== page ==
For the millions who love “The Good Doctor,” good news has already come from Freddie Highmore regarding the early renewal for the medical drama’s third season. The future for his beloved, besieged, and complex character of Dr. Shaun Murphy, however, is anything but certain. This week's March 4 Episode 17 breakdown, delivers a contest of wills and poignant emotion that could not be conveyed by any lesser cast than the ones who comprise this ensemble, and Freddie Highmore is worthy of Emmy recognition for his reach to the depths of his dreams and despair as “The Good Doctor.” Whether one is a connoisseur who has felt the journey of the resident from Casper, Wyoming from the first episode, or just now compelled by the climax of this story arc, now is a marvelous time to watch.

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Pulling strings and plotting a strategy

Dr. Han (Daniel Dae Kim) displays his propensity for pulling strings the right way when he feels the situation demands it, letting the medical review board know that he has hired a private investigator to look into each of their member’s lives, just to ensure a fair ruling. He is quite willing to do whatever it takes to save his dedicated and gifted doctors from this professional rebuke, which would leave a blemish for him, but remains unmoved by any advocacy or personal appeal from Dr.

Murphy. Kim does create a delicious kind of medical villain, both intellectual and viciously calculating. The dialogue in the scene surges with a cool vengeance.

Shaun hasn’t been to bed when Lea (Paige Spara) comes home in the morning after a night with Jake. When she laments that it’s “still that,” referring to her roommate’s forced move from surgery to pathology, that is disturbing his life in all aspects, he asserts “You don't understand!” His inflection cannot be misunderstood. He opts to walk to work, hoping that he will gather some creative inspiration to change his supervisor’s mind.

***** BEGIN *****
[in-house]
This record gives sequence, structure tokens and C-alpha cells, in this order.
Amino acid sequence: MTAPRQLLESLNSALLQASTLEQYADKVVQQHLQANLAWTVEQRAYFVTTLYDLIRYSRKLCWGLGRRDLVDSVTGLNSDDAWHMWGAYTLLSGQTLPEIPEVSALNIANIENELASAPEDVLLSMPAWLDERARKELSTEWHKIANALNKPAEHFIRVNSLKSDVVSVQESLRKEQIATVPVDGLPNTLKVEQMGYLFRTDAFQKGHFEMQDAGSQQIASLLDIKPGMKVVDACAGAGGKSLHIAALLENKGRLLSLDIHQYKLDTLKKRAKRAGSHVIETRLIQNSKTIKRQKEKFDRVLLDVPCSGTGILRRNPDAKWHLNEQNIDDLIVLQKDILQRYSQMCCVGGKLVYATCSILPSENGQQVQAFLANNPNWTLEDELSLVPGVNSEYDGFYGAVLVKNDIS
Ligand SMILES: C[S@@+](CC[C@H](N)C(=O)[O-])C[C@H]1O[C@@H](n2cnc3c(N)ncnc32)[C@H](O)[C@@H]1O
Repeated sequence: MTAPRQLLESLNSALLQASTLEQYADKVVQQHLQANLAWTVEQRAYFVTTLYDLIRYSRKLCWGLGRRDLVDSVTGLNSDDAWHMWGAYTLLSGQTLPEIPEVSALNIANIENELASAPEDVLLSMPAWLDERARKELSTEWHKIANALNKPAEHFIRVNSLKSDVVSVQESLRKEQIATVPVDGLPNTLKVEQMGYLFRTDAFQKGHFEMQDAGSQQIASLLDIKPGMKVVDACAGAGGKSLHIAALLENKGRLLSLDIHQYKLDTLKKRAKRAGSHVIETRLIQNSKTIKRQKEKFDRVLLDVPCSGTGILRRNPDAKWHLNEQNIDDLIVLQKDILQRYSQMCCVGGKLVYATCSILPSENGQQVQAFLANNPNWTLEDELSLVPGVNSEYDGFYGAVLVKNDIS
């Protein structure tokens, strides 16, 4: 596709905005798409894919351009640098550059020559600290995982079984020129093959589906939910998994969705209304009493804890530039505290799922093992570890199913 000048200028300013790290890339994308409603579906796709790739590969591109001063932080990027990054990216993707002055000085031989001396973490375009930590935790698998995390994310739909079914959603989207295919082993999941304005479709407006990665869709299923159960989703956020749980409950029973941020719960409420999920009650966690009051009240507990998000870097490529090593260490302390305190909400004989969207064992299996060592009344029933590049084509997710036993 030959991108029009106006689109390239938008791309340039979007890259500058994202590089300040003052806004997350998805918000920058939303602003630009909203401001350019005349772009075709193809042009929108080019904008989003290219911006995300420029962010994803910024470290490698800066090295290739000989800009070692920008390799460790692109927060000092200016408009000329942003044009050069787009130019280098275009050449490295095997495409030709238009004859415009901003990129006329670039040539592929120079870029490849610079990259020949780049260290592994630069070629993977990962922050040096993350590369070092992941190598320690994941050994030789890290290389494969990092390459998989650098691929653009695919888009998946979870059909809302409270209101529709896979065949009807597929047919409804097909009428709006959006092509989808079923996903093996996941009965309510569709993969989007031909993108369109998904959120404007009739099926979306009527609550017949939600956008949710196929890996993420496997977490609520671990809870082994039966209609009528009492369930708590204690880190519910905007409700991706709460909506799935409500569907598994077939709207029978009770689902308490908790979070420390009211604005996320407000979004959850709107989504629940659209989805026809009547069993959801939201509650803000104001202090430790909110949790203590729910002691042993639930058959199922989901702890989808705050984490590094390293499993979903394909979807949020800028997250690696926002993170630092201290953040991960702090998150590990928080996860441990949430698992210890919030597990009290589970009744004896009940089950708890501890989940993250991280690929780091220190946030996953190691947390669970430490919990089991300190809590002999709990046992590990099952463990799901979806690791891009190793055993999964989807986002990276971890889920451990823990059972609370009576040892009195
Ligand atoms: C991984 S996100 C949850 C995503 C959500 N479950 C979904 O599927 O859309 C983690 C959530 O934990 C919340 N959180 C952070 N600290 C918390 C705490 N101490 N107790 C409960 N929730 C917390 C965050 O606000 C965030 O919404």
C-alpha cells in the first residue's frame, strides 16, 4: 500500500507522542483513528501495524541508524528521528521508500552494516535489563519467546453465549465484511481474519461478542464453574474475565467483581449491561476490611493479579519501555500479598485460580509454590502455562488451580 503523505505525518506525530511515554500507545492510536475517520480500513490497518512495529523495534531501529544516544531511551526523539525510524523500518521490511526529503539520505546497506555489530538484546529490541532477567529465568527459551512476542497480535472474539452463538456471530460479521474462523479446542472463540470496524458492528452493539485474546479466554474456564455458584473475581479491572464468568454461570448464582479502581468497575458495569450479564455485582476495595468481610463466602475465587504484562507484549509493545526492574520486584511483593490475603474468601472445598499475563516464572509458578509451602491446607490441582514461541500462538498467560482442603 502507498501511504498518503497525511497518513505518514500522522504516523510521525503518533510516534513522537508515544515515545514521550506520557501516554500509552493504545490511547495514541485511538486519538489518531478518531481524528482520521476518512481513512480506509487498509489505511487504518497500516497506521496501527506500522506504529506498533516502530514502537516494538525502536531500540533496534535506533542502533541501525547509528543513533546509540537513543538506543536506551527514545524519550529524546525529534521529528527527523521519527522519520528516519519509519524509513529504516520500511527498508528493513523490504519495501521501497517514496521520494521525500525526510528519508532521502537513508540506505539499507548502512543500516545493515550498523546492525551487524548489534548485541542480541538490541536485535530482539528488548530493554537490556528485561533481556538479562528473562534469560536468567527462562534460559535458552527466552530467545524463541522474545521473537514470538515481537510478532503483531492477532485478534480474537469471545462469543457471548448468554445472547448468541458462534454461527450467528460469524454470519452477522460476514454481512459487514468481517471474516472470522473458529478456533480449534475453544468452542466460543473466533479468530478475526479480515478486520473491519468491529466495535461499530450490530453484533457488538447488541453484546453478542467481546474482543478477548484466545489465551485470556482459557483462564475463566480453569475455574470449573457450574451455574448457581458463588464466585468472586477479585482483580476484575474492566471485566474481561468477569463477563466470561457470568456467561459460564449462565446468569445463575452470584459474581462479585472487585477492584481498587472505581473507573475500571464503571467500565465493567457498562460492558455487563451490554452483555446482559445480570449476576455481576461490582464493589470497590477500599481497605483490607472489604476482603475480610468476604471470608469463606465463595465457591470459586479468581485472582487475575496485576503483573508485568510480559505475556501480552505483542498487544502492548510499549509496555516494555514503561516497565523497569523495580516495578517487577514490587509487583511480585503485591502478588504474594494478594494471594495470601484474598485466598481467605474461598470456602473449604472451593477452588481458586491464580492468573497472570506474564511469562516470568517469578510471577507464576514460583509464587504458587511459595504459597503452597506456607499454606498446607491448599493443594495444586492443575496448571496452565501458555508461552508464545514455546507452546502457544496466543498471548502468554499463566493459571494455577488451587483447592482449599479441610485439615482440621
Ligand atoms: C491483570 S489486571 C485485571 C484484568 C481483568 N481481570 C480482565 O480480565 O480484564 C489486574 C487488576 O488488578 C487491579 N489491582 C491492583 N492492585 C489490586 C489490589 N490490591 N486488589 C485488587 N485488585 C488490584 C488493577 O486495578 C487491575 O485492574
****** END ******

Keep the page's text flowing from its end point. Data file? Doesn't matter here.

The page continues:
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Dr. Melendez (Nicholas Gonzalez) and Dr. Lim (Christina Chang) continue to carry on like high school kids with their clandestine romance. Dr. Lim becomes leery when she sees the observant Shaun standing on the corner of a sidewalk, fearing that he has seen their make-out session. Funny how a pesky little peek-in seems so problematic for these brilliant surgeons. They slink away in the car and start to debate whether they should “come out of the closet” with their relationship.

On the surgical front, San Jose St.

Bonaventure Hospital has assembled its best and brightest to take on the case of Kenny (James Immekus). The young man has a gigantic neurofibroma tumor weighing hundreds of pounds growing from the base of his spine. The team at the hospital believes they have the procedure to help the patient regain his life, but it comes with great risk. Dr. Murphy desperately wants to be part of the team in the operating room.

A mother and a pivotal moment

Dr. Lim gets to deliver wonderful news to her longtime friend, Laura (Joy Osmanski) when she tells her that the surgery to remove a subdural hematoma is successful.

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Things turn dark when Dr. Lever (Jasika Nicole) discovers signs of an injury that generally only occurs when an infant is severely shaken. Dr. Lim pleads to talk to her friend first, and have another doctor run further examination. Laura could not be more convincing when she defends that she never harmed her daughter, and never even left her for a moment to be injured. Osmanski’s portrayal reeks with realness, and things get real with the friends, as Laura accuses the doctor of not comprehending real love because she has never allowed herself to be vulnerable. “You see the worst in people because that's what you see in yourself,” she says in one exchange.